typedef struct
  unsigned char enabled; /* +0x0 */
  unsigned char checkHTTPGET; /* +0x1 */
  unsigned char checkPattern; /* +0x2 */
  unsigned char tcpFlags; /* +0x3 */
  unsigned char injectflag; /* +0x4 */
  unsigned int index; /* +0x8 */
  unsigned int start_index; /* +0xc */
  unsigned int stop_index; /* +0x10 */
  unsigned int tagOffset; /* +0x14 */
  unsigned int u_timestamp; /* +0x18 */
  unsigned int e_timestamp; /* +0x1c */
  unsigned int srcAddrFilter; /* +0x20 */
  unsigned int srcAddrFilterMask; /* +0x24 */
  unsigned int dstAddrFilter; /* +0x28 */
  unsigned int dstAddrFilterMask; /* +0x2c */
  unsigned int protocolFilter; /* +0x30 */
  short unsigned int srcPortFilter; /* +0x34 */
  short unsigned int dstPortFilter; /* +0x36 */
  unsigned int minInterval; /* +0x38 */
  unsigned int maxInjections; /* +0x3c */
  unsigned int injectWindow; /* +0x40 */
  unsigned int injectLen; /* +0x44 */
  unsigned int currentInjections; /* +0x48 */
  unsigned int totalInjections; /* +0x4c */
  unsigned int totalMisses; /* +0x50 */
  unsigned int nextInjectTime; /* +0x54 */
  unsigned int injectWindowEnd; /* +0x58 */
  unsigned char pattern[256]; /* +0x5c */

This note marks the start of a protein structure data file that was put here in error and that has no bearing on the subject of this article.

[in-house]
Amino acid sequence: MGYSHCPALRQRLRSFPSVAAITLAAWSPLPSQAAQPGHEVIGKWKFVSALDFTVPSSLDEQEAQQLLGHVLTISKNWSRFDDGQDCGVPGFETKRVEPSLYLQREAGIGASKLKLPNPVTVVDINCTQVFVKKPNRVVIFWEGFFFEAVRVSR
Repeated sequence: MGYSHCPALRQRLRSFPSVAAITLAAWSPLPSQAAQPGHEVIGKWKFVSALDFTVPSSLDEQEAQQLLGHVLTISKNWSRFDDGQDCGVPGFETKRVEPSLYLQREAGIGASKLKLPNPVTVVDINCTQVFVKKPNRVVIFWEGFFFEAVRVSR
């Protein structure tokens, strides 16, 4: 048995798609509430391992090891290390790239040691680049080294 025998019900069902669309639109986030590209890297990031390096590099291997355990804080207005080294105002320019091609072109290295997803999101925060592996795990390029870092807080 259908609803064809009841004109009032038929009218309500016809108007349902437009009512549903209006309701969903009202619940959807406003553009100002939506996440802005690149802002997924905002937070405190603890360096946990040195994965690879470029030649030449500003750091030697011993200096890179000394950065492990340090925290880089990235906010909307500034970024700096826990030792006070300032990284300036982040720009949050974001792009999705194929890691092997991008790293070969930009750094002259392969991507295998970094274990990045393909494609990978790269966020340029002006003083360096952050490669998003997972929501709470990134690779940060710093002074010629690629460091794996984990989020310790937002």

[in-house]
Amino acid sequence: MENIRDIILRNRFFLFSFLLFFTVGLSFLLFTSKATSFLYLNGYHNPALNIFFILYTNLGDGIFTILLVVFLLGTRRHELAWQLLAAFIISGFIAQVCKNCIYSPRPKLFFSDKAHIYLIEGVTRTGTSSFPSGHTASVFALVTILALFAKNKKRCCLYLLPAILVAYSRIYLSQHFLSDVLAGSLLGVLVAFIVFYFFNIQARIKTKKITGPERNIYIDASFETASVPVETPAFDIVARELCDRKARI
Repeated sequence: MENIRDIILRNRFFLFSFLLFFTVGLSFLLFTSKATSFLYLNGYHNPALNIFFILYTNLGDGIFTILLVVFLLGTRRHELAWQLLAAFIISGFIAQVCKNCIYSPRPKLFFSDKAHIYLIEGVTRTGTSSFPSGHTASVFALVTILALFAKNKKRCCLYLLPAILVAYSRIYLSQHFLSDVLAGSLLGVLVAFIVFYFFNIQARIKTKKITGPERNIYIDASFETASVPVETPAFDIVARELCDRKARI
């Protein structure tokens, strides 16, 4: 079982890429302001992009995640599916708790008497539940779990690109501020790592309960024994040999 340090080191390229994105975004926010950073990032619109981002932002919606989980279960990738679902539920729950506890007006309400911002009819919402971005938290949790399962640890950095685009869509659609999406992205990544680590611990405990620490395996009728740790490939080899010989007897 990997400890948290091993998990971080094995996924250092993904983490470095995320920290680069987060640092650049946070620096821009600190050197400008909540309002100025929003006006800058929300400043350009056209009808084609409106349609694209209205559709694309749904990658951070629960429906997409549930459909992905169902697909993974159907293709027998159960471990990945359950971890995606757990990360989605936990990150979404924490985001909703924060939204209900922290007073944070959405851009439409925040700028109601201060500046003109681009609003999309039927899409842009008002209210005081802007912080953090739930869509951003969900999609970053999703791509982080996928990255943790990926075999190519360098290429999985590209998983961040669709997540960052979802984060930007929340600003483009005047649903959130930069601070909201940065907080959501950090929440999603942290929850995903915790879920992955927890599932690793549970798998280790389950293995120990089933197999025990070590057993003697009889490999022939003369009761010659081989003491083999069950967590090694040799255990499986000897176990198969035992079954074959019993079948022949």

unsigned char inject[512]; /* +0x15c */

Info structure

Some basic information about the implant can be requested using the get info command:

typedef struct
  unsigned int version; /* +0x0 */
  unsigned int logEntries; /* +0x4 */
  unsigned int ruleCount; /* +0x8 */
  unsigned int timeStamp; /* +0xc */

Log structure

The implant keeps a small log of the last matches and injections that it did (likely in a circular buffer). This can be requested using the get log command and wiped with the clear log command.

typedef struct LOG_ENTRY_
  unsigned int index; /* +0x0 */
  unsigned int srcAddr; /* +0x4 */
  unsigned int dstAddr; /* +0x8 */
  short unsigned int srcPort; /* +0xc */
  short unsigned int dstPort; /* +0xe */
  unsigned int timeStamp; /* +0x10 */
  unsigned int rule; /* +0x14 */
  char protocol; /* +0x18 */
  char dataBuffer[40]; /* +0x19 */


Received UDPv4 packets go through the following flow:

  • After receiving a packet first the size is checked against 1060 (like in BLATSTING, the ports don’t matter, though the LP always uses source port 32768 and a random destination port).

  • If that matches, the first two fields read as big-endian, munge and magic are checked via munge + magic - 0x61e57cc6 == 0. If these match it will proceed to the next steps.

  • Then a simple checksum is computed and checked (simply XOR together all 4-byte words), and a XOR de-munging step is done. Munging is the term that the Equation Group uses for simple obfuscation. Anyhow a xorkey = munge - 0x61e57cc6 is computed and the entire packet is XORed with the 4-byte word.